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A Director as a Disciple of Life, Justice, and Peace

Father Angelbert Chikere hails from Nigeria and is the youngest of six brothers. He joined the Diocese of San José in 2015 while studying in Berkeley for his bachelor’s degree in sacred theology and master’s degree in divinity. In addition to being the director of the diocesan Office of Life, Justice, and Peace, he assists pastorally at Saint Leo the Great parish, where he lives, and at Saint Martin of Tours parish. He is the temporary chaplain of the local Catholic Cantonese community and a contributing writer to The Valley Catholic.


How long have you directed the Office of Life, Justice and Peace, and why did you go out for the position?

I have been a director at the chancery, the diocese's central administrative office, since July 2022. A few of my brother priests nudged me to apply for the role and I considered it up my alley, so to speak, in terms of my passions, specifically in understanding human dignity as the key to Church teaching on migration. Bishop Cantú graciously appointed me to the position following my application

How have you been spiritually impacted by your leadership position? In what way has this position impacted your overall ministry as a priest?

My desire to follow God as the prophet Micah instructs us, “ do justice, and to love kindness, and to walk humbly with your God" (Micah 6:8), has grown albeit in a blemished manner. This position allows me to walk pastorally with the most vulnerable and collaborate with others dedicated to serving those at the margins of society.

What do you want others to know about the services your office provides?

The Office of Life, Justice, and Peace seeks to journey with people in several ways, through all stages of life, with all its difficulties — from the womb to the tomb — until we reach eternal life. Our office is also dedicated to keeping our common terrestrial home, the earth, ‘green’ and healthy.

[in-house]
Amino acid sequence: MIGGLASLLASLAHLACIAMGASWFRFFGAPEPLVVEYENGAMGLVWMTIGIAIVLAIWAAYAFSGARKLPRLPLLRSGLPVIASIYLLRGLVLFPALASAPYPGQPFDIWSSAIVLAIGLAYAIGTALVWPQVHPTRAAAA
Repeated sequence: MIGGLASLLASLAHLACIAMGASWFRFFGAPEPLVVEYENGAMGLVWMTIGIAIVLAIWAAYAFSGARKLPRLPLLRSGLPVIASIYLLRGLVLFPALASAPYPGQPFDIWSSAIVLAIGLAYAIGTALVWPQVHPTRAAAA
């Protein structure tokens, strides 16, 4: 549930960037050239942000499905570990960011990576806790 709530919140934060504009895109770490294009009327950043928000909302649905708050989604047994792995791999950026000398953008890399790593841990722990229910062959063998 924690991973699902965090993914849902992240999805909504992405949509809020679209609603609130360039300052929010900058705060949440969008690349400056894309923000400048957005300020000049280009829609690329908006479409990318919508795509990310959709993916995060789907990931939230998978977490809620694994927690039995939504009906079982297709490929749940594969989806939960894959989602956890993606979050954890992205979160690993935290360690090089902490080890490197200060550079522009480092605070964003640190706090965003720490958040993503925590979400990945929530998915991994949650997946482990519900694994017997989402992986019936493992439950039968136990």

When have you been the most inspired and the most challenged in your ministry?

Every time our ministry gives practical aid to even a single individual, I am inspired. We see and touch the humanity in them, and I am humbled that they choose to share their story and invite us to walk with them. I am most challenged when we fail to root our actions in Christ as our foundation. When that is missing, we risk giving ourselves the credit.

Why is this ministry important to you personally? Why should it be important to all Catholics?

I strongly believe we must constantly renew our understanding of the tenets of Christianity and apply those to positively impact our society—a practical solidarity if you will. All Catholics are called to avail themselves of the opportunity to glorify God through service. This is what the dismissal, "Go in peace, glorifying the Lord by your life," at the end of holy Mass means.

What can a Catholic seeking to become more involved in service do?

Catholics in the Diocese of San José should consider calling their parishes to ask about ministries needing volunteers. These include the Catholic Campaign for Human Development, the Catholic Relief Services’ Operation Rice Bowl and Stewards of Our Common Home. Locally, there are mental health, restorative justice, and other social ministries. Catholics simply need to reach out. Be bold! Our world needs you!